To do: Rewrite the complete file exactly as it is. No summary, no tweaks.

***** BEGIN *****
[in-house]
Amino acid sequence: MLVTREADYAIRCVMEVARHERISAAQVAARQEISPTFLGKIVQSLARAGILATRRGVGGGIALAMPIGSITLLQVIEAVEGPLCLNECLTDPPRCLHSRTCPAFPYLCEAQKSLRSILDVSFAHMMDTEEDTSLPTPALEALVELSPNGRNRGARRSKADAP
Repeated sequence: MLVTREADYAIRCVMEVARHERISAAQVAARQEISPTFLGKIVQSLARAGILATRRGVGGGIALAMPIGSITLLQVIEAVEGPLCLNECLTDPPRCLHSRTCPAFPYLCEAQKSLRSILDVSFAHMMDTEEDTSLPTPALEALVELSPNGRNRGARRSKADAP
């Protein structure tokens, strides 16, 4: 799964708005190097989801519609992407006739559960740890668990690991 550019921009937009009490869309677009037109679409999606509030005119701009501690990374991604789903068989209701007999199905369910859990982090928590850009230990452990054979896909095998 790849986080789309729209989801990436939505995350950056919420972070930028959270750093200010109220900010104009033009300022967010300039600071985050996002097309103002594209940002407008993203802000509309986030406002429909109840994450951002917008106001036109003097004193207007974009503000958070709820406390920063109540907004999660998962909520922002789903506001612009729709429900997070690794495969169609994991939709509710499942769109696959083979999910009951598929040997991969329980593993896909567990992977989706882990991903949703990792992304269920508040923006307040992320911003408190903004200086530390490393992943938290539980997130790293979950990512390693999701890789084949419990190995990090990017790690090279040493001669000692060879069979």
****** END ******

[in-house]
Amino acid sequence: MLVTREADYAIRCVMEVARHERISAAQVAARQEISPTFLGKIVQSLARAGILATRRGVGGGIALAMPIGSITLLQVIEAVEGPLCLNECLTDPPRCLHSRTCPAFPYLCEAQKSLRSILDVSFAHMMDTEEDTSLPTPALEALVELSPNGRNRGARRSKADAP
Repeated sequence: MLVTREADYAIRCVMEVARHERISAAQVAARQEISPTFLGKIVQSLARAGILATRRGVGGGIALAMPIGSITLLQVIEAVEGPLCLNECLTDPPRCLHSRTCPAFPYLCEAQKSLRSILDVSFAHMMDTEEDTSLPTPALEALVELSPNGRNRGARRSKADAP
């Protein structure tokens, strides 16, 4: 799964708005190097989801519609992407006739559960740890668990690991 550019921009937009009490869309677009037109679409999606509030005119701009501690990374991604789903068989209701007999199905369910859990982090928590850009230990452990054979896909095998 790849986080789309729209989801990436939505995350950056919420972070930028959270750093200010109220900010104009033009300022967010300039600071985050996002097309103002594209940002407008993203802000509309986030406002429909109840994450951002917008106001036109003097004193207007974009503000958070709820406390920063109540907004999660998962909520922002789903506001612009729709429900997070690794495969169609994991939709509710499942769109696959083979999910009951598929040997991969329980593993896909567990992977989706882990991903949703990792992304269920508040923006307040992320911003408190903004200086530390490393992943938290539980997130790293979950990512390693999701890789084949419990190995990090990017790690090279040493001669000692060879069979």